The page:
(MENAFN - Arab Times) Kuwait was again rated 'Partly Free' in this year's Freedom of the Press Report released Tuesday by the Freedom House.
However, Kuwait, which ranks 57 in the world, is still the best among the Gulf Cooperation Council (GCC) member-nations as the others have been rated 'Not Free'.
Kuwait's ranking remained same worldwide as did its status of partly free but it went down to jointly fourth in the Middle East with Egypt as Tunisia climbed from its ranking of 85 in 2011 to joint second in the Middle East with Lebanon and a world ranking of 51. Lebanon's rank went up from 53 last year.
On the ranks of other GCC nations, Qatar is ninth in the Middle East and 67th in the world compared to 66th last year. Oman is in 12th and 71st respectively, maintaining its 2011 global rank. The United Arab Emirates (UAE) is 13th in the Middle East and 72nd worldwide, while Saudi Arabia and Bahrain share the 16th spot in the Middle East and 84th in the world. Bahrain's rank declined from 72nd in 2011 and Saudi Arabia is down one notch from 83 in the same period.
Meanwhile, Israel is on top of the Middle Eastern countries with a rank of 30 in the world - one spot lower compared to its position in 2011. It is the only country in the region with a status of 'Free'. Libya is sixth in the Middle East and 60 worldwide with a status of 'Partly Free'. Other countries in the region like Algeria, Jordan, Morocco, Iraq, West Bank and Gaza Strip, Yemen, Syria and Iran are 'Not Free'. Iran has the lowest rank among the Middle Eastern nations, landing in the 19th spot and 92nd worldwide, compared to 91st last year.
Freedom House's annual survey of freedom of the press around the world found that for the first time in eight years, global media freedom showed no overall decline. The report came out just before
Thursday's observance of the UN-declared World Press Freedom Day.
As usual, Western democracies ranked high in the Washington-based group's freedom of the press report.
But Freedom House marked down the United States slightly for heavy-handed police crackdowns on journalists covering various Occupy Wall Street protests in 2011.
In January, Reporters Without Borders dropped its ranking of the United States to 47th in the world in its annual Press Freedom Index, due to the Occupy media suppression, from 20th in the world a year before.
Italy rose slightly in Freedom House's rankings as media magnate Silvio Berlusconi resigned as premier. Freedom House ranked Italy as only "partly free" due to Berlusconi's far-reaching influence, a rare example in Western Europe of a nation not rated as having a "free press."
Britain also was marked down slightly for riot-related press restrictions, and legal "super-injunctions" that bar the media from reporting the very existence of an injunction against coverage of celebrities and wealthy individuals.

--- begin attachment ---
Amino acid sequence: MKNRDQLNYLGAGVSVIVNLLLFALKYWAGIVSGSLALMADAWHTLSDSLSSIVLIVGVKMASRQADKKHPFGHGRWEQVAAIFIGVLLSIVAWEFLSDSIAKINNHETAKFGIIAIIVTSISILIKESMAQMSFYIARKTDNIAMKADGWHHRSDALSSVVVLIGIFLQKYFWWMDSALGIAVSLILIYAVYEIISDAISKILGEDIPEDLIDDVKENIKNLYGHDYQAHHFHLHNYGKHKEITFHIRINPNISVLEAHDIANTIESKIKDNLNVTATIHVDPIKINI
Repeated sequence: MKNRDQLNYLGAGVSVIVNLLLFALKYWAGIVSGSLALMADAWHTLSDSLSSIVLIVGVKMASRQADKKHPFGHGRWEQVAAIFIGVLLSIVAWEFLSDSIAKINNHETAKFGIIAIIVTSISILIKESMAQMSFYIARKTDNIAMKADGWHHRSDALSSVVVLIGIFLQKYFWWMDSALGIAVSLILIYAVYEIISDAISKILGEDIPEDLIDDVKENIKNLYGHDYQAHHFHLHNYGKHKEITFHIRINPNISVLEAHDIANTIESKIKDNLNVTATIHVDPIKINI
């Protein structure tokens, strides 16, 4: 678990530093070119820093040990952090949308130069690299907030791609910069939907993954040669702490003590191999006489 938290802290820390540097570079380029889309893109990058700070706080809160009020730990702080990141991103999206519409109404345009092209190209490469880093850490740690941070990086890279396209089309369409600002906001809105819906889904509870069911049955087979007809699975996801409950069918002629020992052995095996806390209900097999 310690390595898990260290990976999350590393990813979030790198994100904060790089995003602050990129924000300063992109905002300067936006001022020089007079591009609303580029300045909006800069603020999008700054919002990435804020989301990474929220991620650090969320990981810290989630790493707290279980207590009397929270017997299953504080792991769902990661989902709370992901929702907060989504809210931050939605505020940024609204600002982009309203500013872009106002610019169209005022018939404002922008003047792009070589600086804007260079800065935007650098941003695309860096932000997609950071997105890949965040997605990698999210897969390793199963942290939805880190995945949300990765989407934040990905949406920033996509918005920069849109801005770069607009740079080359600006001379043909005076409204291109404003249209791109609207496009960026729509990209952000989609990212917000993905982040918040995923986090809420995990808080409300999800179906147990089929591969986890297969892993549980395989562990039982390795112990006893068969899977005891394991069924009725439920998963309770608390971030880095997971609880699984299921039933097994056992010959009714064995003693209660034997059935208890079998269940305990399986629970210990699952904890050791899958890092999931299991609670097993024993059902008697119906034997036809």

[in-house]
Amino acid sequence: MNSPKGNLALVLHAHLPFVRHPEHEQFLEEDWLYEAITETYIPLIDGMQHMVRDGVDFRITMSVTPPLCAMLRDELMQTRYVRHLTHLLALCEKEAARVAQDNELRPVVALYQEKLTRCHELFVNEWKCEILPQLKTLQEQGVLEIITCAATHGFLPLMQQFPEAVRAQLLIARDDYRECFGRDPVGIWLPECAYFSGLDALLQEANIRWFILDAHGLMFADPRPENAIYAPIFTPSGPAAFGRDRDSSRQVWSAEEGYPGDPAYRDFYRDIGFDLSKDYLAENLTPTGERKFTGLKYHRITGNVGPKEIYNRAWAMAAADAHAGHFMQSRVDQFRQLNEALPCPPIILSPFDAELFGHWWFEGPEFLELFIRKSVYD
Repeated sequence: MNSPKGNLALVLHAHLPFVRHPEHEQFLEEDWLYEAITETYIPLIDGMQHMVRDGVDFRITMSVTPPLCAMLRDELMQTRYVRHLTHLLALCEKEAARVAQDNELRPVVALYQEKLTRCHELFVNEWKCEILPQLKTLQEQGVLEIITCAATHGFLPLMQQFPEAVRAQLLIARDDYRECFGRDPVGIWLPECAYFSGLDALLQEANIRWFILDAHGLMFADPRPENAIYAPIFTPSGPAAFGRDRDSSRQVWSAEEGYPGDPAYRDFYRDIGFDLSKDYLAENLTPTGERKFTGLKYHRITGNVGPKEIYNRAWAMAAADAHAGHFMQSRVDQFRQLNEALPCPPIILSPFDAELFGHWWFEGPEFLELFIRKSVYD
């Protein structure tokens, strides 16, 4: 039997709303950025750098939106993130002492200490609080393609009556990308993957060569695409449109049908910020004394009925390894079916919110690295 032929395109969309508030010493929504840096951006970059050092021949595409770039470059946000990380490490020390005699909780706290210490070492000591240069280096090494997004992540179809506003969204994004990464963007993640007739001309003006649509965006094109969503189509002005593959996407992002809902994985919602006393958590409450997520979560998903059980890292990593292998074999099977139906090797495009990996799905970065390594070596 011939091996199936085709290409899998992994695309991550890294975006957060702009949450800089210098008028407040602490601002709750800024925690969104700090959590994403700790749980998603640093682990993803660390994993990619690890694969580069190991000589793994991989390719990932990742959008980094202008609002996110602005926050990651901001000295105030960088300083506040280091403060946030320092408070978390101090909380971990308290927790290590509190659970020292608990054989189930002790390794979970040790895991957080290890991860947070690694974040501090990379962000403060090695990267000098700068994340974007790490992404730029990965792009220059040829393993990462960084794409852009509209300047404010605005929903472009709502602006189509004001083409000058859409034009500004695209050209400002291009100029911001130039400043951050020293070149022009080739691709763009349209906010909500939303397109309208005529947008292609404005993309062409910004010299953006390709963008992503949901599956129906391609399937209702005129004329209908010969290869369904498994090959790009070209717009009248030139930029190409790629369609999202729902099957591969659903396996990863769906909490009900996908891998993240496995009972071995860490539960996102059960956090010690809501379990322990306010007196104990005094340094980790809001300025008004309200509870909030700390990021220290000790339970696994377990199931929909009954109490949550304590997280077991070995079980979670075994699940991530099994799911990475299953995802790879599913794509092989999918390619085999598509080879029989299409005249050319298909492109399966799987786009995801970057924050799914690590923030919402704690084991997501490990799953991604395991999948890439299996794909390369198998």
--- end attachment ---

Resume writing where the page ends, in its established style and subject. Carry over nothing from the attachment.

China and authoritarian nations in Africa and the Middle East censored news of the Arab Spring, Freedom House reported. In Uganda, Angola and Djibouti, "the authorities cracked down, sometimes violently, on journalists covering the demonstrations."
China, Russia, Iran and Venezuela are cited in Freedom House's report for "detaining and jailing critics, closing media outlets, and bringing cases against journalists."
State control of television and radio is a key means of media control in many nations including Russia, Venezuela, Zimbabwe, China and Vietnam, Freedom House said.
Several democracies degraded the environment for press freedom and were marked down in the report.
"Heightened harassment of journalists trying to cover protest movements contributed to a decline in Chile's status, from 'free' to 'partly free,'" Freedom House said.
Mexico, where dozens of media have been killed in the past decade amid a surge in drug gang violence, "continued to be one of world's most dangerous places for journalists," the report said. Mexico fell to the "not free" status in Freedom House's 2010 report.
"And following a sharp numerical slide in 2010, Hungary was downgraded to 'partly free' due to concerted efforts by the conservative government of Prime Minister Viktor Orban to seize control over the legal and regulatory framework for media,'" the report aid.
Of 197 countries surveyed on a wide variety of freedom of press issues, Freedom House found 66 nations rated "free," 72 "partly free" and 59 "not free."
Largely because of China, "which boasts the world's most sophisticated system of media repression," Freedom House found that 40.5 percent of the world's peoples live in a "not free" media environment, while 45 percent had a "partly free" press and just 14.5 live in counties with a "free press."
Freedom House listed eight nations as the "worst of the worst" for press freedom: Belarus, Cuba, Equatorial Guinea, Eritrea, Iran, North Korea, Turkmenistan, and Uzbekistan.
Freedom House is a US-based non-governmental organization that conducts research and advocacy on democracy, political freedom and human rights. It was founded in 1941, with first lady Eleanor Roosevelt and defeated Republican presidential candidate Wendell Willkie as its honorary chairpersons.